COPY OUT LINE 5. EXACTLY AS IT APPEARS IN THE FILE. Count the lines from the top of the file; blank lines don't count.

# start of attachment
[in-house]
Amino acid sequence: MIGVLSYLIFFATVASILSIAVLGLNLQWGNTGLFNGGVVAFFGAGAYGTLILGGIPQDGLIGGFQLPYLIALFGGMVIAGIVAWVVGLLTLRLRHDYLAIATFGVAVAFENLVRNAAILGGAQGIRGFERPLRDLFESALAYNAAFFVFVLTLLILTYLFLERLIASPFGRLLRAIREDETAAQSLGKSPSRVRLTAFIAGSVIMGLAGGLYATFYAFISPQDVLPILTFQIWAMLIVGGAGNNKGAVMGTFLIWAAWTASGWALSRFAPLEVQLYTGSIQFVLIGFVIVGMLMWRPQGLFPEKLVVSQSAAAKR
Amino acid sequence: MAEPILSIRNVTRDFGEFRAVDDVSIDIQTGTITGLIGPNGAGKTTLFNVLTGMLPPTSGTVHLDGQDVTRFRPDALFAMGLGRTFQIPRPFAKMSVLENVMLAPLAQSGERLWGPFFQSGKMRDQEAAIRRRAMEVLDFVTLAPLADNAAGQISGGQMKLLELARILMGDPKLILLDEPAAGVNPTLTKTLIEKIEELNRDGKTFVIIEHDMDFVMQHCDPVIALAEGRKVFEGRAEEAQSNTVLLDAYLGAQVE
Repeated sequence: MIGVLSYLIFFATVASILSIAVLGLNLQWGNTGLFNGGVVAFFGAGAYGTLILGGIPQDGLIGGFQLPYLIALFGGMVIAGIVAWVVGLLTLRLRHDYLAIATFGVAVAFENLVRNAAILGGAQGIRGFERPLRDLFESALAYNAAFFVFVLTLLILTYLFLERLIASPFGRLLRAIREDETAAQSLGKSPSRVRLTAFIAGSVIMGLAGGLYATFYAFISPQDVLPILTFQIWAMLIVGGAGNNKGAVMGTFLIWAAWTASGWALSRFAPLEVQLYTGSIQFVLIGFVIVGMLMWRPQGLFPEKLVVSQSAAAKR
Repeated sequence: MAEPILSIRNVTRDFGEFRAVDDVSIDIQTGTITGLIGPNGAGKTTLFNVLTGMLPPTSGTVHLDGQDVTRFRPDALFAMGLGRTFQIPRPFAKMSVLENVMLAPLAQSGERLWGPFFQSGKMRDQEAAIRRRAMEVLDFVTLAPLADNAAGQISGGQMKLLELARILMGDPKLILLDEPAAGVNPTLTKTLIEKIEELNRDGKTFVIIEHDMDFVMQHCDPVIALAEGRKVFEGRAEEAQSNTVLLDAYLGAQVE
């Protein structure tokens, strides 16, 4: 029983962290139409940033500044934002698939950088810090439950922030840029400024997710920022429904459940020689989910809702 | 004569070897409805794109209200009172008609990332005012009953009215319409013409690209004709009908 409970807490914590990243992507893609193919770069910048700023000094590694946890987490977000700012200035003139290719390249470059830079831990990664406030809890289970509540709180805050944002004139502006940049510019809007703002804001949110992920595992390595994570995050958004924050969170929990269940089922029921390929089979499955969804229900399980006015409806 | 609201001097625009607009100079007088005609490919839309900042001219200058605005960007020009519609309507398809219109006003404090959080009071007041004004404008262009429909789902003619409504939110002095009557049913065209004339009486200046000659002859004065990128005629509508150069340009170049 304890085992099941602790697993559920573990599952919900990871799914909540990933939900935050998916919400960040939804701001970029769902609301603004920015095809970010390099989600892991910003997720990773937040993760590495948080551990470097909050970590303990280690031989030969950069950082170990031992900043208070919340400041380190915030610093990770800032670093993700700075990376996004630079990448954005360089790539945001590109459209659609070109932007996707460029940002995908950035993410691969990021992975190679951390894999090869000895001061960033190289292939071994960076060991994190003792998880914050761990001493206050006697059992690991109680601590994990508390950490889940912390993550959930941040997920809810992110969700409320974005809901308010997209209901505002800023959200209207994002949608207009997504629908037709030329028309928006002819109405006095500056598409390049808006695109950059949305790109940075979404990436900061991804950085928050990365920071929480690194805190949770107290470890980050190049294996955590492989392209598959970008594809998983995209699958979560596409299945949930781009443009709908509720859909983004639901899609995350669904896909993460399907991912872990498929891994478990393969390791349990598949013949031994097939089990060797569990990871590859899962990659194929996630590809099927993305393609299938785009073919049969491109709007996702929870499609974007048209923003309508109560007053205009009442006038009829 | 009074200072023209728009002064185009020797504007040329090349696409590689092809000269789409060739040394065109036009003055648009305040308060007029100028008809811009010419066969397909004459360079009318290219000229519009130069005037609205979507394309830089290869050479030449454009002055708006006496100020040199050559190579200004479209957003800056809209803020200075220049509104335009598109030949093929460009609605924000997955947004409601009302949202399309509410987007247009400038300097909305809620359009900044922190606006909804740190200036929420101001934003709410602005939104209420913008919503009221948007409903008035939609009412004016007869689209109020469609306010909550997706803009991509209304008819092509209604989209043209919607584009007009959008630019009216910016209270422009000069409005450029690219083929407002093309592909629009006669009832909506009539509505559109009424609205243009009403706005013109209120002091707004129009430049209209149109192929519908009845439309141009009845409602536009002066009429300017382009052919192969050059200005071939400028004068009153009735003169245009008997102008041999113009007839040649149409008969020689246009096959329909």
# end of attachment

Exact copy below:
Repeated sequence: MAEPILSIRNVTRDFGEFRAVDDVSIDIQTGTITGLIGPNGAGKTTLFNVLTGMLPPTSGTVHLDGQDVTRFRPDALFAMGLGRTFQIPRPFAKMSVLENVMLAPLAQSGERLWGPFFQSGKMRDQEAAIRRRAMEVLDFVTLAPLADNAAGQISGGQMKLLELARILMGDPKLILLDEPAAGVNPTLTKTLIEKIEELNRDGKTFVIIEHDMDFVMQHCDPVIALAEGRKVFEGRAEEAQSNTVLLDAYLGAQVE